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To: Kaslin

That head-hunter coach should be banned for life instead of just suspended.


8 posted on 05/03/2012 1:45:55 PM PDT by ex-snook ("above all things, truth beareth away the victory")
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To: The Sons of Liberty

It’s not necessarily about banning it. But the league has screwed up. Right around Seau’s rookie season the NFL released a report that concussions cause no permanent damage, a report that was pretty silly given the medical knowledge we had at the time and has now been completely refuted. But during all the time players have been taking a beating, the league has only recently decided to take player health seriously, but of course they have decades of a violent culture they built to overcome. Then you get scary things like Chris Henry’s autopsy showing massive brain trauma and he was a wide receiver (probably the least impacted position on the team besides kicker) who had never missed a game due to head injury as a pro or college player. If Seau’s autopsy is similar something dramatic is going to have to change in the game, because if his brain looks like Henry’s then we’ve got good evidence that the game is beating players to death, probably starting with their first tackle in peewee.


9 posted on 05/03/2012 1:47:02 PM PDT by discostu (I did it 35 minutes ago)
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To: ilovesarah2012

I’ve had a couple concussions way back when and I never considered ending my life.
And what about hockey players? They get concussions and all other manner of beat up even worse than foolball players.


10 posted on 05/03/2012 1:47:59 PM PDT by Past Your Eyes (You knew the job was dangerous when you took it.)
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To: discostu
and he was a wide receiver (probably the least impacted position on the team besides kicker)

Huh?!?!? Tell that to Darryl Stingley (oh wait, you can't)

11 posted on 05/03/2012 1:48:49 PM PDT by dfwgator (Don't wake up in a roadside ditch. Get rid of Romney.)
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To: Kaslin

If there is ever a concerted effort to ban American football, soccer should immediately connected with it, since it requires players to hit the ball with their HEAD. There are obvious symptoms of trauma from these repeated blows to the head, such as the belief that soccer is superior to football and the overwhelming tendency to vote Democrat.


12 posted on 05/03/2012 1:50:21 PM PDT by kosciusko51 (Enough of "Who is John Galt?" Who is Patrick Henry?)
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To: Past Your Eyes
And what about hockey players?

Hockey’s summer of tragedy turns debate towards whether to keep fighting in the game

13 posted on 05/03/2012 1:51:20 PM PDT by dfwgator (Don't wake up in a roadside ditch. Get rid of Romney.)
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To: Mears

bfl


14 posted on 05/03/2012 1:52:57 PM PDT by Mears (Alcohol. Tobacco. Firearms. What's not to like?)
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To: discostu

Chris Henry’s autopsy showing massive brain trauma and he was a wide receiver...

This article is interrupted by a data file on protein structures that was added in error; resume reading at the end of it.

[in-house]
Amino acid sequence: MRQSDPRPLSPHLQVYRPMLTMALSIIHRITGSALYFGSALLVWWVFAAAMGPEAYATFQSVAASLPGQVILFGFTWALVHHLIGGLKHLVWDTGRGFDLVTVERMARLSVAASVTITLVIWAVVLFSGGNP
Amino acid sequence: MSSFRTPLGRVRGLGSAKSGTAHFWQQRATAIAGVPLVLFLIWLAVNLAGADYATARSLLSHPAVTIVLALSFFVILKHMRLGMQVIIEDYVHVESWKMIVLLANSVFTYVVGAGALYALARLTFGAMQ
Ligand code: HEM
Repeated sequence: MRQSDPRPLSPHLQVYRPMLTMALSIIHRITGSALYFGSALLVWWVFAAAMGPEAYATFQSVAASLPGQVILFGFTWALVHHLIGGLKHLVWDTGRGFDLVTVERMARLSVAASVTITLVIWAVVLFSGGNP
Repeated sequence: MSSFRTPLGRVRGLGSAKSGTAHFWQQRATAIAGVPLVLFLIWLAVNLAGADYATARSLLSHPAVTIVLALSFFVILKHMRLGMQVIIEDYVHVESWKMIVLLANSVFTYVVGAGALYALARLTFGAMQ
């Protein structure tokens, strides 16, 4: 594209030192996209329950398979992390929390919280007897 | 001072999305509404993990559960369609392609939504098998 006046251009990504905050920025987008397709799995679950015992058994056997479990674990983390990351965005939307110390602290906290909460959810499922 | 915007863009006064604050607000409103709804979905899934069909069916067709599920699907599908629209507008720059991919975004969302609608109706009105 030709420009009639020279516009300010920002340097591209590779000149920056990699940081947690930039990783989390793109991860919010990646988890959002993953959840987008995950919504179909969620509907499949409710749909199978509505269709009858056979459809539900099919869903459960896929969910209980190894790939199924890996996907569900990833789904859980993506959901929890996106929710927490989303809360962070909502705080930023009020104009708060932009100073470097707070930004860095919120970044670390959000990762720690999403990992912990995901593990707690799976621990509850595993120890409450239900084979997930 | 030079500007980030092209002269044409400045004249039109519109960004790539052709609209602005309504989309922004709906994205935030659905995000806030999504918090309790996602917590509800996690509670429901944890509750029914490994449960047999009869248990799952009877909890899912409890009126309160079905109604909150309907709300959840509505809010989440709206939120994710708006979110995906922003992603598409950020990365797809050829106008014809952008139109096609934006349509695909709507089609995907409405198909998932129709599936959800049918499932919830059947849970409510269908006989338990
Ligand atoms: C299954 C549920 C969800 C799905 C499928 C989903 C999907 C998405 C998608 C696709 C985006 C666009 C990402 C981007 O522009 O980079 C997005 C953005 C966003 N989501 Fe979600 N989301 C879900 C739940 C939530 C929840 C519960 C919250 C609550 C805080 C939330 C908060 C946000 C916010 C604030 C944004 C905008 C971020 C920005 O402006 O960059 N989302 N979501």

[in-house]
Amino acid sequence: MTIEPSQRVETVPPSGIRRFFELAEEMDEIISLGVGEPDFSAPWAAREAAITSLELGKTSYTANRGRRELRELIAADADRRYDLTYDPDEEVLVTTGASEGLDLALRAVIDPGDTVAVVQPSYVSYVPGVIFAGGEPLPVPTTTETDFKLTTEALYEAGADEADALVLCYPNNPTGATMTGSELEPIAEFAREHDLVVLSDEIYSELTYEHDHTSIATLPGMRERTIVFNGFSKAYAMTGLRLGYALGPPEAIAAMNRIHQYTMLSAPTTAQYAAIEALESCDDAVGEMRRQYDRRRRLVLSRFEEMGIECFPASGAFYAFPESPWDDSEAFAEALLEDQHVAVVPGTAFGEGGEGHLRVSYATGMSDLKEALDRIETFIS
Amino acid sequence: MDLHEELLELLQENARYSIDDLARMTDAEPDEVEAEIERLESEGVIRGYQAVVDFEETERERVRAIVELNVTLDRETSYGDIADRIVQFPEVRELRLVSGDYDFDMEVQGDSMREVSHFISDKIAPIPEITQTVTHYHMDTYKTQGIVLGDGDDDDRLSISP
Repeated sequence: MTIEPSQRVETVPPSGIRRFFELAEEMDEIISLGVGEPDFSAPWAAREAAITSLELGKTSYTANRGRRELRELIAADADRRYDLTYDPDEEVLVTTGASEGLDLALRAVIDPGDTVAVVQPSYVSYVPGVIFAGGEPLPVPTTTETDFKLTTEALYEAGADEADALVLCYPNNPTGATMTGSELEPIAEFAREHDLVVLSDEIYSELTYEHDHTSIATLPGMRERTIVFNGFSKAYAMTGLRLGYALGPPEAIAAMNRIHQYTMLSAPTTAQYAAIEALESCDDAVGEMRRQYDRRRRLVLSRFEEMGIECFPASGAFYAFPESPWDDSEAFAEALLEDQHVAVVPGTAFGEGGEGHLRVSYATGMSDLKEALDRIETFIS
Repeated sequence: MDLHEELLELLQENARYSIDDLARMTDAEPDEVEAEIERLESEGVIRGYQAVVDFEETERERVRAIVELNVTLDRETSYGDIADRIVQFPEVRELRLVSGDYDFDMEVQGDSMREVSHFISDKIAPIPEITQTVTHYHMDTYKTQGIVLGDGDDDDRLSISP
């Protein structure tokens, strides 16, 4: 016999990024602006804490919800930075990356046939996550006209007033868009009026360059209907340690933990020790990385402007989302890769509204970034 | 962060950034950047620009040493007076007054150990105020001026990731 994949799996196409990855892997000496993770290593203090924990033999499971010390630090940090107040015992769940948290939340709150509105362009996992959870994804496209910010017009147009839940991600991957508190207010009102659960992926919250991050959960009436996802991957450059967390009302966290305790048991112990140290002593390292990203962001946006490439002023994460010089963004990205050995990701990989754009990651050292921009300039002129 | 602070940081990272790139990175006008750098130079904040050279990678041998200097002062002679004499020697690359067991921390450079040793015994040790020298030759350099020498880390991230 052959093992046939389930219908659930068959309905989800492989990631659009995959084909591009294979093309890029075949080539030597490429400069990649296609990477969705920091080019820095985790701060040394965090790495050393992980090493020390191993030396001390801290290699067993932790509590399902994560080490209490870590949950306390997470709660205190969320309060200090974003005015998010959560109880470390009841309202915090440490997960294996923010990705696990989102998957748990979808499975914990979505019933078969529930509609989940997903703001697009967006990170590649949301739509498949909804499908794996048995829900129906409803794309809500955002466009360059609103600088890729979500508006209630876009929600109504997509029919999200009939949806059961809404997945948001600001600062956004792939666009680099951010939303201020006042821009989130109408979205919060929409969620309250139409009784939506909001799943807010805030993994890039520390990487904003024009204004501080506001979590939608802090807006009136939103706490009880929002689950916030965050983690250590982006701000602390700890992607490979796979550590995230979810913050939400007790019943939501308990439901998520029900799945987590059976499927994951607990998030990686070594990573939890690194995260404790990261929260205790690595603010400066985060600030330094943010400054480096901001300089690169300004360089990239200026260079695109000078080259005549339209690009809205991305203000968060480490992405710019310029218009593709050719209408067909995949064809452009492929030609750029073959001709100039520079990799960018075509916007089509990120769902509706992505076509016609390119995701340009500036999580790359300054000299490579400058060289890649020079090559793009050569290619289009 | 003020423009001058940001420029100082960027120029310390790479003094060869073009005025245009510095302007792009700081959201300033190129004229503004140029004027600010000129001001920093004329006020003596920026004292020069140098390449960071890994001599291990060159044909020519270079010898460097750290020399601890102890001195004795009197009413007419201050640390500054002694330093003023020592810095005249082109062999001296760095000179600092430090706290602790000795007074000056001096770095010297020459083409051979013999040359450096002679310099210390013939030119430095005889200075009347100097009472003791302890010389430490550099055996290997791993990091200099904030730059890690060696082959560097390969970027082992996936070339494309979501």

Not to nitpick, but I believe Chris Henrey’s massive brain trauma was a result of flying out of the back of a speeding truck, which was being driven by a ex-girlfirend in an attempt to avoid a beating. Doubt that the coroner is able to distinguish between injuries sustained from playing footbal versus hitting the pavement after falling out of a moving truck...


15 posted on 05/03/2012 1:56:33 PM PDT by Common Sense 101 (Hey libs... If your theories fly in the face of reality, it's not reality that's wrong.)
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To: dfwgator

Receivers really do take less of a pounding than almost everybody. They’re generally only involved in 10 or 12 plays a game, probably only catch 2/3 of those, and frequently get to pop out of bounds without even getting tackled. When you actually look at their stat lines to see their level of involvement it’s amazing how much attention they get. Good blocking WRs like Hines Ward get more of course, but most WRs won’t block an artery. Yeah they’ll take a beating on a post route, but how many of those do they run in a game.


16 posted on 05/03/2012 1:58:03 PM PDT by discostu (I did it 35 minutes ago)
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To: discostu

Football is a brutal sport, especially in the NFL. The players know the risks going in, so they bear a large part of the responsibility. If Seau’s brain show massive trauma, as a linebacker you have to think the majority of it was inflicted by himself.


17 posted on 05/03/2012 2:00:10 PM PDT by The Sons of Liberty (Sworn to Defend The Constitution Against ALL Enemies, Foreign and Domestic. So Help Me GOD!)
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To: Common Sense 101

No, his brain trauma was long term damage, CTE damage.


18 posted on 05/03/2012 2:00:29 PM PDT by discostu (I did it 35 minutes ago)
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To: The Sons of Liberty

No they don’t know the risk going in. The league lied to them and told them there was no long term risk. That’s part of why they’re being sued, and they’re going to lose those suits. And when you look at the Henry situation with ZERO reported head injuries in college or the pros you have to start to think some of this damage is happening in high school or even peewee, when they’re kids and WAY know know the risk.


19 posted on 05/03/2012 2:04:49 PM PDT by discostu (I did it 35 minutes ago)
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To: ex-snook

“That head-hunter coach should be banned for life instead of just suspended.”